One can simply solve numerically a partial differential equation by discrete differentiation. The simplest way gives directly the solution at time step n+1 thanks to what we know at time n. However, this discrete explicit scheme gives a stable solution only if k_{diff}.dt/dx^{2} is less than 1. Therefore, we considered the CrankNicholson discretisation scheme. Unconditional to k_{diff}, dt and dx, this scheme produces stable computations.However, it appears to be more complicated to solve since u(x,t+dt) cannot be obtained explicitly knowing the solution u at time t. Fortunately it can be expressed as a tridiagonal system of equations that we solved numerically.
Stochastic Gillespie algorithm
The basic idea lying here is to compute random times for a population rather than computing them for each individual (which is much more computer intensive). Those random times appear in the recombinations and the birthdeath calculus; Gillespie's idea, which we are about to describe, allows to compute the time of the next recombination (resp. birth or death) within the population instead of making the calculus and storing the result for each cell in the device.Under the assumption that cells' recombination times are independent from one bacteria to the other, and that these times follow an exponential law of parameter λ, Gillespie tells us that the next recombination time (resp. birth or death time) follows an exponential law of parameter N_{pop}.λ.
Stochastic movement of the cells
As promised before, we give the two functions describing the movement of the bacteria in the microfluidic device:where N_{sw/unsw} denotes either the number of switched bacteria (or recombinated bacteria) or unswitched bacteria. The idea here is to have, on average at each step time, dt.k_{diff}.f(x,t) bacteria that will move, a result we would get from usual diffusion. As previously mentioned, we cannot use regular diffusion since our algorithm must apply to discrete data lying on a wide range of integers.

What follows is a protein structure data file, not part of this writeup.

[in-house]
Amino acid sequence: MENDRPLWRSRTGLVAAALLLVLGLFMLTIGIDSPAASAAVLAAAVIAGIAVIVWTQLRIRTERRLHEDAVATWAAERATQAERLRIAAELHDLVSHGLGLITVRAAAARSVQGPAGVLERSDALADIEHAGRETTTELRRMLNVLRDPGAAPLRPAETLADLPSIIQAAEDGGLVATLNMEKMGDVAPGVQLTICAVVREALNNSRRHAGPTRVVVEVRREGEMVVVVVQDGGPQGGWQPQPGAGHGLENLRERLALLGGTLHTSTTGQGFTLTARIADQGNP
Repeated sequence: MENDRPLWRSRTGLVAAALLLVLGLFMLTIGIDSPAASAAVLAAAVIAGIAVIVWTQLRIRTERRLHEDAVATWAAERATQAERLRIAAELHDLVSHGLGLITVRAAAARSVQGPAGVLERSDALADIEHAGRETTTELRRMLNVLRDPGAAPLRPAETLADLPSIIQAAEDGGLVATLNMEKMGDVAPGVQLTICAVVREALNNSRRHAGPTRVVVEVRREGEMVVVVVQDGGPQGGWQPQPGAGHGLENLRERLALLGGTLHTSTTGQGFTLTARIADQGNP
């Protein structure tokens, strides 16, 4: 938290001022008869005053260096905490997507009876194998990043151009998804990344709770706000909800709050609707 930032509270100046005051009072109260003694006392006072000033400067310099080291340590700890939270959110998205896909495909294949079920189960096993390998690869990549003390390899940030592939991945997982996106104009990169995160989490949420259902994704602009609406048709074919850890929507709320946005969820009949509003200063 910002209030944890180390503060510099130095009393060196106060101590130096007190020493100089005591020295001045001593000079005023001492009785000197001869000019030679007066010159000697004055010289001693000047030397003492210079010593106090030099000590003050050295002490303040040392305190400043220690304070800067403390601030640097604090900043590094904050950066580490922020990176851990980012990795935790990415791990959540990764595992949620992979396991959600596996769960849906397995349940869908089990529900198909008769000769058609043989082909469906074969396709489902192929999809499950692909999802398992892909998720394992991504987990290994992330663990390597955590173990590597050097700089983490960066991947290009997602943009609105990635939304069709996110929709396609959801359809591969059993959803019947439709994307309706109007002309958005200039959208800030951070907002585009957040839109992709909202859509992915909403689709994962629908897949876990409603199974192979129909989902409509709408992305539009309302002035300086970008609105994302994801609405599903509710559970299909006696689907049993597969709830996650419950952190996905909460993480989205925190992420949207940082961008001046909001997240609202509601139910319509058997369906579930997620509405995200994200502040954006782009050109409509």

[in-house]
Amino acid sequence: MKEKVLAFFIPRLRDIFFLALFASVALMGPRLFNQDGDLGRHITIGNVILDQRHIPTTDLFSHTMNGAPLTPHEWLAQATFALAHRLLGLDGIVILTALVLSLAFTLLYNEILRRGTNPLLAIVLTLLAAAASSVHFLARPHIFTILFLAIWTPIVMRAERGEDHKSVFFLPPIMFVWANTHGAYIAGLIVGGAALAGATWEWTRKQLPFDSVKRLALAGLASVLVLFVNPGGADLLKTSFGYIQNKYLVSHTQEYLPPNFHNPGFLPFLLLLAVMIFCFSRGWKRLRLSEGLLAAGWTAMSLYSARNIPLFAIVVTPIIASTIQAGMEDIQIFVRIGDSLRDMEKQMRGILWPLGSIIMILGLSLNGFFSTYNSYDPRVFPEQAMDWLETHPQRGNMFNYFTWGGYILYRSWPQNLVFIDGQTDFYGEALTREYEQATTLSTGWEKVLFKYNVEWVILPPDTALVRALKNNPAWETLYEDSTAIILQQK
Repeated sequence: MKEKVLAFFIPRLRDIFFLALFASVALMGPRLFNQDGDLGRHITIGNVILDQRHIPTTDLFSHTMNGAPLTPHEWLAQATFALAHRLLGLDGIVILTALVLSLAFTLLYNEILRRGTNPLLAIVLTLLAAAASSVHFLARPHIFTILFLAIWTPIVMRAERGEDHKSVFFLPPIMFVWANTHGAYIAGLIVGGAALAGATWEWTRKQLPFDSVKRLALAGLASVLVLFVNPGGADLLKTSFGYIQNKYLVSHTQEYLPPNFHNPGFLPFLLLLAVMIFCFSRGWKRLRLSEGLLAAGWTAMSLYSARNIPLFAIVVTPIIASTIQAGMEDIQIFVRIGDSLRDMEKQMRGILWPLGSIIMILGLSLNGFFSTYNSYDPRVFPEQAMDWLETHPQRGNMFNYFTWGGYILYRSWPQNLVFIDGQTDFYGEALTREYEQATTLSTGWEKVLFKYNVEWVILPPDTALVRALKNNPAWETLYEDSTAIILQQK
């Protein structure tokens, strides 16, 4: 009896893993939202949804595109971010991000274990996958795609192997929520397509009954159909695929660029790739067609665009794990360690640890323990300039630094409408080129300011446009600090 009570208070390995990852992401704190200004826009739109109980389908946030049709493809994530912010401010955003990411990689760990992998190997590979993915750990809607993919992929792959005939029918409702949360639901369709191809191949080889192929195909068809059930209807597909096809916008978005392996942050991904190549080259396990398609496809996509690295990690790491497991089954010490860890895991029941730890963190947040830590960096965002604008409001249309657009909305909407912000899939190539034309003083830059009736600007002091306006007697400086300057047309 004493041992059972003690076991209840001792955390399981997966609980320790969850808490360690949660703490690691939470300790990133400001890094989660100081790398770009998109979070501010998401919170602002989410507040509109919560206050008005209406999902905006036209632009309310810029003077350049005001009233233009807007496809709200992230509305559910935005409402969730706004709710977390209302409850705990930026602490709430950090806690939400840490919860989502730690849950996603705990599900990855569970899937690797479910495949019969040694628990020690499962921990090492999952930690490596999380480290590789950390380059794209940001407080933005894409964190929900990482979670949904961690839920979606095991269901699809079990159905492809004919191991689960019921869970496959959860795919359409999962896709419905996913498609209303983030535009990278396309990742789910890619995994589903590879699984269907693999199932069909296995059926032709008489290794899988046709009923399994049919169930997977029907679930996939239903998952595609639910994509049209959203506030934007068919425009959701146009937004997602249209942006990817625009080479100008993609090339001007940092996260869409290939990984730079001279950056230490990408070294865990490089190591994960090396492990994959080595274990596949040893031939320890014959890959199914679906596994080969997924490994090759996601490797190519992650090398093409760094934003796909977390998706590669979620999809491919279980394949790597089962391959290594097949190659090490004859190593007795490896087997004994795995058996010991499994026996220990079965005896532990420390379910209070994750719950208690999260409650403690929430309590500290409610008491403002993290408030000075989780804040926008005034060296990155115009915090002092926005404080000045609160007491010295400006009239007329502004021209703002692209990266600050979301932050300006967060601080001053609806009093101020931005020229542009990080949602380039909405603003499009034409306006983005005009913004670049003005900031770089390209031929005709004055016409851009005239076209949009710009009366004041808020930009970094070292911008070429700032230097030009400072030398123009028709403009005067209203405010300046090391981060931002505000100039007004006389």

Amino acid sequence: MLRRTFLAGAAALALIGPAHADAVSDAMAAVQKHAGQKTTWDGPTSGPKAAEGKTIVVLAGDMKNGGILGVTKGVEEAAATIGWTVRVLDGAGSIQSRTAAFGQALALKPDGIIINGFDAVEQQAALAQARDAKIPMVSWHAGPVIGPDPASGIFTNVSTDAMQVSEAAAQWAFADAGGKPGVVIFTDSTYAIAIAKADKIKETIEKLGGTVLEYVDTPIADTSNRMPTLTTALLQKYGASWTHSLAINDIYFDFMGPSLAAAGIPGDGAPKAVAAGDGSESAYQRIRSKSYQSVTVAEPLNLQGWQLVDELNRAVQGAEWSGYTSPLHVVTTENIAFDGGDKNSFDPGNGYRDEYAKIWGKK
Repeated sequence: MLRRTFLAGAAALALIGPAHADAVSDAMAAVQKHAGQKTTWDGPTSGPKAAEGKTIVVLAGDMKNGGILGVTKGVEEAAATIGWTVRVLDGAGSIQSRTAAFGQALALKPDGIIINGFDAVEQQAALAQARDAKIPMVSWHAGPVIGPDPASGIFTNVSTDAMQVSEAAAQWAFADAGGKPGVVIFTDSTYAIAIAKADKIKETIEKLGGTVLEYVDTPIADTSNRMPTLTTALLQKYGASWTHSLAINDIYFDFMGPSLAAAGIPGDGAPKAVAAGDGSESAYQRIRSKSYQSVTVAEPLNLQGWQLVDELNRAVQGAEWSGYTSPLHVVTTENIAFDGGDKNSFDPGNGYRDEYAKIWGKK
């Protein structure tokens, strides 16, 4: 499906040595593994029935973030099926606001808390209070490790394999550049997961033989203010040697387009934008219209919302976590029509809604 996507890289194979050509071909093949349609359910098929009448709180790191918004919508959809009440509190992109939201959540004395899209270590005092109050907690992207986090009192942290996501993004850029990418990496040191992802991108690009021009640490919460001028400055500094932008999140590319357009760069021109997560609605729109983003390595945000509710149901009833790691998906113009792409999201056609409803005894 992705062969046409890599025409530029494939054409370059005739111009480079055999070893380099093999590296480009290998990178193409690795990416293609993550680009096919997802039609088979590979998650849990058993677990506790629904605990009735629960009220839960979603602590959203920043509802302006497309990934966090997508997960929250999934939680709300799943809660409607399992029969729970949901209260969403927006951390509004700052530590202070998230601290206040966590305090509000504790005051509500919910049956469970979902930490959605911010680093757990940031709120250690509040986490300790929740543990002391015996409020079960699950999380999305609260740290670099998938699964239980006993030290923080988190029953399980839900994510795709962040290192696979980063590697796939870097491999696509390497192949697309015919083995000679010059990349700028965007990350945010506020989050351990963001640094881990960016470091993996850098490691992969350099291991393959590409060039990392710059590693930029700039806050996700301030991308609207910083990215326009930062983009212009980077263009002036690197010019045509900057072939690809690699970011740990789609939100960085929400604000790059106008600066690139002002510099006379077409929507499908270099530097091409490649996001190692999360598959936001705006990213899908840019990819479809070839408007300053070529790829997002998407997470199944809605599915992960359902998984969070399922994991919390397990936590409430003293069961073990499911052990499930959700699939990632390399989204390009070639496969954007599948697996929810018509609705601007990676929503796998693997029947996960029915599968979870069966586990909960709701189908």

Simulations
Now let's present the graphical display of our simulation tool. Once the user has selected a refreshment speed x, the software will draw every x minutes the unswitched bacteria in grey, the switched ones in red and the arabinose in small blue points.We see on the following picture that after a certain amount of time, both cells and arabinose are distributed rather uniformly, and that the concentration of arabinose decreases near the tunnel as it is washed away by the flow.
The software also gives us the dynamics of recombined bacteria, LuxI and AHL slice by slice. This is what we will exploit here.
In the following simulations, the device was divided into 15 slices. We exhibit some results on the fifth slice. To count, one can either look at the number of recombined bacteria thanks to RFP, or set up the timer thanks to AHL. We will see that depending on the parameters, one or other may not be possible. For the first one, it is necessary to have clear steps, implying that the time between the pulses will be large enough to allow the system to stabilise. For the second, distinct steps on the AHL graph are necessary to set up the timer. Indeed, this allows to design the bacteria in the way that they will produce GFP only once a certain treshold in AHL was reached. However, admitting that this timer is set up, then it is possible to count more frequent events even without steps as we shall see in figure 4. In the sequel, the time between two pulses will be denoted T_{2}.
Figure 2: Switched bact., AHL, LuxI for T_{2} = 160 and k_{diff} = 8.10^{2}
In the following figure, we show that it is still possible to count the number of pulses thanks to the number of recombined bacteria, although it might become uncertain. Nevertheless, it seems that we can still choose a threshold of AHL beyond which bacteria should be designed to luminesce. For instance, if we wanted our timer to stop at 4, then a threshold of 0.70 in standardised unit seems reasonable.
Figure 3: Switched bact., AHL, LuxI for T_{2} = 120 and k_{diff} = 2.10^{2}
Although we have been able to count six pulses thanks to the previous graph of AHL, it is not always possible to do so. For instance, if we shorten the time between two pulses, decreasing the diffusion coefficient, then it is no longer possible to distinguish pulses:
Figure 4: AHL for T_{2} = 100 and k_{diff} = 10^{3}